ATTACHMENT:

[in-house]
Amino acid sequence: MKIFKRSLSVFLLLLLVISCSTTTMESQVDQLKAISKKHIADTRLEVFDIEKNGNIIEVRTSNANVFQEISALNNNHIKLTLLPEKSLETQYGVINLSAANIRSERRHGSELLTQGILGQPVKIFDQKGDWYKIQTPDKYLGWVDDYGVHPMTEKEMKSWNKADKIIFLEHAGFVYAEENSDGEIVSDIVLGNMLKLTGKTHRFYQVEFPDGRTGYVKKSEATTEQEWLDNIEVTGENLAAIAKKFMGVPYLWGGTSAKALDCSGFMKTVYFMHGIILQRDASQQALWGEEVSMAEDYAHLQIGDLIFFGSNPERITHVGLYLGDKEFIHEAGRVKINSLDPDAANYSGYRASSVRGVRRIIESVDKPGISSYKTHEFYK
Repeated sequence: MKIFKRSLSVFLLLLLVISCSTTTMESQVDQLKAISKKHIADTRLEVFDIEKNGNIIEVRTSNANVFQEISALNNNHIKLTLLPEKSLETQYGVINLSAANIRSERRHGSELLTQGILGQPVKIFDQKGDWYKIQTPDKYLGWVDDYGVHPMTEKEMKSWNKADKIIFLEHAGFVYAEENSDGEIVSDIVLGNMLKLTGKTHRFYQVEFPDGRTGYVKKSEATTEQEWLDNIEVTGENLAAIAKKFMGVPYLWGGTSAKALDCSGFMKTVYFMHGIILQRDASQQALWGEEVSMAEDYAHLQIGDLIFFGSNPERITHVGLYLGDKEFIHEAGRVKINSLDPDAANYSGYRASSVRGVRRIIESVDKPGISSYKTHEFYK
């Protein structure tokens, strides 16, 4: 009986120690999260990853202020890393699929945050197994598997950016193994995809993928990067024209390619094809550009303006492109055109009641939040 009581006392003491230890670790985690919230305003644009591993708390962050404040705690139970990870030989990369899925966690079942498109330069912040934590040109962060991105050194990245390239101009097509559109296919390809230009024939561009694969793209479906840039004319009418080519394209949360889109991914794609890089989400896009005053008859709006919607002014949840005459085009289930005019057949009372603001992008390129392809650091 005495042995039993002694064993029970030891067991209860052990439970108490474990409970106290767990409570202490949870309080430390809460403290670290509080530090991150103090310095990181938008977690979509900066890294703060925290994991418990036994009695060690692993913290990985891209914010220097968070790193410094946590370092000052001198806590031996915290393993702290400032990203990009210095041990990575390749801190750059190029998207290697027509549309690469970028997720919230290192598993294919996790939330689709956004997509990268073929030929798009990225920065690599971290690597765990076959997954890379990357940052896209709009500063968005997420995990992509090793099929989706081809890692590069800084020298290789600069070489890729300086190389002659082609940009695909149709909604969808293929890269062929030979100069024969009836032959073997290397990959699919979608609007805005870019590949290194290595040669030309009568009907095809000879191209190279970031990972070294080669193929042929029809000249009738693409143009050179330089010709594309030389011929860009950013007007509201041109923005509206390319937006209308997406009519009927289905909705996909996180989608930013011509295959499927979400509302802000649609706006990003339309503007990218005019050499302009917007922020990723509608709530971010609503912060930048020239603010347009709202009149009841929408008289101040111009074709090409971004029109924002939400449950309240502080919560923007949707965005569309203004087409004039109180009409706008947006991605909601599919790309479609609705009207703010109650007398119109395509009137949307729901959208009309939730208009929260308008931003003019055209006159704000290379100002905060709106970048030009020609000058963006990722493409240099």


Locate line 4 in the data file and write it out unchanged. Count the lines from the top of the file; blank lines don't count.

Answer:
């Protein structure tokens, strides 16, 4: 009986120690999260990853202020890393699929945050197994598997950016193994995809993928990067024209390619094809550009303006492109055109009641939040 009581006392003491230890670790985690919230305003644009591993708390962050404040705690139970990870030989990369899925966690079942498109330069912040934590040109962060991105050194990245390239101009097509559109296919390809230009024939561009694969793209479906840039004319009418080519394209949360889109991914794609890089989400896009005053008859709006919607002014949840005459085009289930005019057949009372603001992008390129392809650091 005495042995039993002694064993029970030891067991209860052990439970108490474990409970106290767990409570202490949870309080430390809460403290670290509080530090991150103090310095990181938008977690979509900066890294703060925290994991418990036994009695060690692993913290990985891209914010220097968070790193410094946590370092000052001198806590031996915290393993702290400032990203990009210095041990990575390749801190750059190029998207290697027509549309690469970028997720919230290192598993294919996790939330689709956004997509990268073929030929798009990225920065690599971290690597765990076959997954890379990357940052896209709009500063968005997420995990992509090793099929989706081809890692590069800084020298290789600069070489890729300086190389002659082609940009695909149709909604969808293929890269062929030979100069024969009836032959073997290397990959699919979608609007805005870019590949290194290595040669030309009568009907095809000879191209190279970031990972070294080669193929042929029809000249009738693409143009050179330089010709594309030389011929860009950013007007509201041109923005509206390319937006209308997406009519009927289905909705996909996180989608930013011509295959499927979400509302802000649609706006990003339309503007990218005019050499302009917007922020990723509608709530971010609503912060930048020239603010347009709202009149009841929408008289101040111009074709090409971004029109924002939400449950309240502080919560923007949707965005569309203004087409004039109180009409706008947006991605909601599919790309479609609705009207703010109650007398119109395509009137949307729901959208009309939730208009929260308008931003003019055209006159704000290379100002905060709106970048030009020609000058963006990722493409240099």